The Lessons Learned section:
Programming tools are not a domain where advances are “an idea whose time has come.” That happens when there are many people working on similar ideas; if one person doesn’t get their idea adopted, then someone else will a few years later. In programming tools, this kind of competition is rare. To illustrate: A famous professor went on sabbatical to start a company building a tool for making websites. I asked him why, if his idea was going to beat all the previous such tools, it hadn’t been done before. His answer was something like “because it requires technology that only I can build.”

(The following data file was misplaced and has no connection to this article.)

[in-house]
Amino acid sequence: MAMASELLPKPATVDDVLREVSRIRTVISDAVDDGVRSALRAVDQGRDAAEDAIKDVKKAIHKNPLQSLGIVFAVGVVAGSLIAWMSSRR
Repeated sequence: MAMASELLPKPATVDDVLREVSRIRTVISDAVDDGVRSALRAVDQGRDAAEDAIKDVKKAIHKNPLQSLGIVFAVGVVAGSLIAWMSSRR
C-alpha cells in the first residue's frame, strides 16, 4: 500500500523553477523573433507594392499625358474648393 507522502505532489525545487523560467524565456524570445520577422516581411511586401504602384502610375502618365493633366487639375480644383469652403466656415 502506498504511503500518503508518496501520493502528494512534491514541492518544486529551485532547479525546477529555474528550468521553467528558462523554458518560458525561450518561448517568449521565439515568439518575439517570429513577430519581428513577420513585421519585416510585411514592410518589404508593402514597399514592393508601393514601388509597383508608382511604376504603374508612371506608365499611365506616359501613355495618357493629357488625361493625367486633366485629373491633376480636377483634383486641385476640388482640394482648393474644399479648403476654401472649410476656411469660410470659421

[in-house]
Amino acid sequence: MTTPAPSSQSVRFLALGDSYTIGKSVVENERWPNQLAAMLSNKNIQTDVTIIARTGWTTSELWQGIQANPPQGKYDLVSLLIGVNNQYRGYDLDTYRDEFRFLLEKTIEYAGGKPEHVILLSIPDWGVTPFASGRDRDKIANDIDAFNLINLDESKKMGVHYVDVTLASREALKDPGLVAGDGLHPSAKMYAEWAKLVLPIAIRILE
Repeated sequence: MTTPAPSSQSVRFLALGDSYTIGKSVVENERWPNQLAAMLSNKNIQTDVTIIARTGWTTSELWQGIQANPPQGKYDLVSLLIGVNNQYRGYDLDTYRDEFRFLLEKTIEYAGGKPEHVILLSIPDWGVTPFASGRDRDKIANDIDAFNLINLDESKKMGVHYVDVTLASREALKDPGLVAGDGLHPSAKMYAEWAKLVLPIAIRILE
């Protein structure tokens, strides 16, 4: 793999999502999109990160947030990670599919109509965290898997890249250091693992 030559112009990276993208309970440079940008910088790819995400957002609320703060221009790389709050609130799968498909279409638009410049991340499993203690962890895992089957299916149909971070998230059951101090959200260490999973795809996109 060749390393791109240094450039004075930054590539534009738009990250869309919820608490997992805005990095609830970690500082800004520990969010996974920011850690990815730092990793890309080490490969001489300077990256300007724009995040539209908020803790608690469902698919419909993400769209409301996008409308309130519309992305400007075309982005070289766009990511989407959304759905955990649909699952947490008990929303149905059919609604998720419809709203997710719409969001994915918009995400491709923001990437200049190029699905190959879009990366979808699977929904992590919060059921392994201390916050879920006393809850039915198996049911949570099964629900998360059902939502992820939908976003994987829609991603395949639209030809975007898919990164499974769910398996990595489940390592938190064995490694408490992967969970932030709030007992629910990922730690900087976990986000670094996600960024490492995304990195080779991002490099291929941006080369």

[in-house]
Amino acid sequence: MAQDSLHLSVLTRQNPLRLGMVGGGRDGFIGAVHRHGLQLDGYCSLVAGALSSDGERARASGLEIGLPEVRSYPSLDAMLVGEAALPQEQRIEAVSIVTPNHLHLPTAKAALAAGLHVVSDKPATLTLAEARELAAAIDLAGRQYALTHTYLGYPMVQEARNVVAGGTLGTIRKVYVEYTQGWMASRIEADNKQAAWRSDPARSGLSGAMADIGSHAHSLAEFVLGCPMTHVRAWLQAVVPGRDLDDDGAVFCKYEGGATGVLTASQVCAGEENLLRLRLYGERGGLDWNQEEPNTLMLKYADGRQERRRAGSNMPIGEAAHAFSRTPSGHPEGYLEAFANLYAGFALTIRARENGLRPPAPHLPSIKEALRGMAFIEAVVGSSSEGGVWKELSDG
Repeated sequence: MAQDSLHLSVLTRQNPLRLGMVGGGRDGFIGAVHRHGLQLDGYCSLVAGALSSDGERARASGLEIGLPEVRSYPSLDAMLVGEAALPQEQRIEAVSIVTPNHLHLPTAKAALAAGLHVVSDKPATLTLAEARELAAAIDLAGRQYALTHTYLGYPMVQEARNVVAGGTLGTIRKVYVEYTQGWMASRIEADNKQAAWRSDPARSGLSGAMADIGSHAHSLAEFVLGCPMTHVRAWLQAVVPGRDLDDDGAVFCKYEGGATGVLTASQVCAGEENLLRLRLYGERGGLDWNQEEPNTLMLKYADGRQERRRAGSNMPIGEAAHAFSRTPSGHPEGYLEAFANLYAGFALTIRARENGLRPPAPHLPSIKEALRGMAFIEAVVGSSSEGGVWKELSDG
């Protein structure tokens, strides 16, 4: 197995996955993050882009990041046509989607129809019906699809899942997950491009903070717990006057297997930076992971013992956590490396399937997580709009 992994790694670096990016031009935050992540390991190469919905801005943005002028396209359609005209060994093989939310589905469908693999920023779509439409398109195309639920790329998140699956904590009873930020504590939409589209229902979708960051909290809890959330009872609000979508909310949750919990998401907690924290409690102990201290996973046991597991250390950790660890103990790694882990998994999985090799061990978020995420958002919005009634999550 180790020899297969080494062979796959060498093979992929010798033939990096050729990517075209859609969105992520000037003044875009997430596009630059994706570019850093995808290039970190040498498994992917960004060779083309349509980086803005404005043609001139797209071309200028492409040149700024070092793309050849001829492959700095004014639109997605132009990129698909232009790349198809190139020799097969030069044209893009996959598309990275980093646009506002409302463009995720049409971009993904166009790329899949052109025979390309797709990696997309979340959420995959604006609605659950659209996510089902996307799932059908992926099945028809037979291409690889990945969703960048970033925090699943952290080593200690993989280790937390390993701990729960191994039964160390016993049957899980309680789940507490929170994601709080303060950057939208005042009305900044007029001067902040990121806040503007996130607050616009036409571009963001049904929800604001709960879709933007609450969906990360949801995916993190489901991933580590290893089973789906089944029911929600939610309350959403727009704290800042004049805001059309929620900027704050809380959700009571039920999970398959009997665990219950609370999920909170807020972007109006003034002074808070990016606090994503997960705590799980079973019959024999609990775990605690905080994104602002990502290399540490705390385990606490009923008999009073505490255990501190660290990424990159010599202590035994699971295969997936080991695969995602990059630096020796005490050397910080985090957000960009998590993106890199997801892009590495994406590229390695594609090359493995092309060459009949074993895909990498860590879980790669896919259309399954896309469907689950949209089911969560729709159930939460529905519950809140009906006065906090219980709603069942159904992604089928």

2nd lesson, paraphrased – large fixed cost of building tools, and:
This is why my Ph. D. has been devoted to making tools easier to build. It is also why I am in part disheartened by the proliferation of free but not-so-advanced tools: it lobs off the bottom of the market and makes these fixed-costs harder to pay off.
But the third lesson is that we as developers can demand so much more from our tools. If you’ve ever thought about building a developer tool, you have so much impressive work to draw from. And if you’re craving better tools, this is what you have to look forward to.
Remind’s me of @expede’s presentation from a year ago:
James’ other recent blog post looks good too: